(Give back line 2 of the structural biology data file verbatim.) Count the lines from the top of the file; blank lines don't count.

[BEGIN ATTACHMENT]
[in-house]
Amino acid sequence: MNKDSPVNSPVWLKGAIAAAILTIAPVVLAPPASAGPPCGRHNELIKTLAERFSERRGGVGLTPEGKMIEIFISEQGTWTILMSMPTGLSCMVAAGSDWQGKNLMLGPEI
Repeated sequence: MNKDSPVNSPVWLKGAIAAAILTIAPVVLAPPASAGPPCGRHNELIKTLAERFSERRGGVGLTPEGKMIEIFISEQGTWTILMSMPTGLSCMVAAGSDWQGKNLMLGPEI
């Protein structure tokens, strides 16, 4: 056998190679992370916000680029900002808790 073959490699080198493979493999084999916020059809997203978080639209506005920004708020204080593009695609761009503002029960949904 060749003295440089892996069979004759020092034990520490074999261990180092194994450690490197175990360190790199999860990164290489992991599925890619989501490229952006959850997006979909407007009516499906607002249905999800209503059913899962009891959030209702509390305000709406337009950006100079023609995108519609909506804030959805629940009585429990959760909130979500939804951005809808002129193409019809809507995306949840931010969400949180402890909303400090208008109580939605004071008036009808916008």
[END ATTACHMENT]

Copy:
Amino acid sequence: MNKDSPVNSPVWLKGAIAAAILTIAPVVLAPPASAGPPCGRHNELIKTLAERFSERRGGVGLTPEGKMIEIFISEQGTWTILMSMPTGLSCMVAAGSDWQGKNLMLGPEI